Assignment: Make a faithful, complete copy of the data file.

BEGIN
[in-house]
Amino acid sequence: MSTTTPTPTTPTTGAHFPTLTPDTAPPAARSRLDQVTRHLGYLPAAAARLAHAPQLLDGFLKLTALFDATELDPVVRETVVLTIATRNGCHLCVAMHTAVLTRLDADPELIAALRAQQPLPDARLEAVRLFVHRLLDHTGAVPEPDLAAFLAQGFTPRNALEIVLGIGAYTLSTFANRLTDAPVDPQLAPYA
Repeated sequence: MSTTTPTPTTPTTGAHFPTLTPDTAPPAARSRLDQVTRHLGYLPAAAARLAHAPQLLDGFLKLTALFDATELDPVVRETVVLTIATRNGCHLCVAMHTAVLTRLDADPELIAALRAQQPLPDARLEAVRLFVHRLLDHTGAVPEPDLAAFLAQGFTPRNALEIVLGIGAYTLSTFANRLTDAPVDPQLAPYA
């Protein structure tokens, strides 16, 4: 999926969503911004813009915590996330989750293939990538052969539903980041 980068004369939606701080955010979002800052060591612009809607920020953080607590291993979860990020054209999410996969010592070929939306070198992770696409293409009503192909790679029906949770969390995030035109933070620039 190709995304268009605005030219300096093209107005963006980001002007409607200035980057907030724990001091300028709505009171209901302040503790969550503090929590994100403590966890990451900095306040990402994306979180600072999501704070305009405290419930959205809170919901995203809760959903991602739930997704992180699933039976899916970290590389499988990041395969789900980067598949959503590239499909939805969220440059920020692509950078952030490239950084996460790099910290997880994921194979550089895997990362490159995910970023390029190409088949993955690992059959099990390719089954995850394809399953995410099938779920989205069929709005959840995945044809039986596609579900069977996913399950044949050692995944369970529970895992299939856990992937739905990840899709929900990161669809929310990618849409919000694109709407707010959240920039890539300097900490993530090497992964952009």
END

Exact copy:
[in-house]
Amino acid sequence: MSTTTPTPTTPTTGAHFPTLTPDTAPPAARSRLDQVTRHLGYLPAAAARLAHAPQLLDGFLKLTALFDATELDPVVRETVVLTIATRNGCHLCVAMHTAVLTRLDADPELIAALRAQQPLPDARLEAVRLFVHRLLDHTGAVPEPDLAAFLAQGFTPRNALEIVLGIGAYTLSTFANRLTDAPVDPQLAPYA
Repeated sequence: MSTTTPTPTTPTTGAHFPTLTPDTAPPAARSRLDQVTRHLGYLPAAAARLAHAPQLLDGFLKLTALFDATELDPVVRETVVLTIATRNGCHLCVAMHTAVLTRLDADPELIAALRAQQPLPDARLEAVRLFVHRLLDHTGAVPEPDLAAFLAQGFTPRNALEIVLGIGAYTLSTFANRLTDAPVDPQLAPYA
């Protein structure tokens, strides 16, 4: 999926969503911004813009915590996330989750293939990538052969539903980041 980068004369939606701080955010979002800052060591612009809607920020953080607590291993979860990020054209999410996969010592070929939306070198992770696409293409009503192909790679029906949770969390995030035109933070620039 190709995304268009605005030219300096093209107005963006980001002007409607200035980057907030724990001091300028709505009171209901302040503790969550503090929590994100403590966890990451900095306040990402994306979180600072999501704070305009405290419930959205809170919901995203809760959903991602739930997704992180699933039976899916970290590389499988990041395969789900980067598949959503590239499909939805969220440059920020692509950078952030490239950084996460790099910290997880994921194979550089895997990362490159995910970023390029190409088949993955690992059959099990390719089954995850394809399953995410099938779920989205069929709005959840995945044809039986596609579900069977996913399950044949050692995944369970529970895992299939856990992937739905990840899709929900990161669809929310990618849409919000694109709407707010959240920039890539300097900490993530090497992964952009």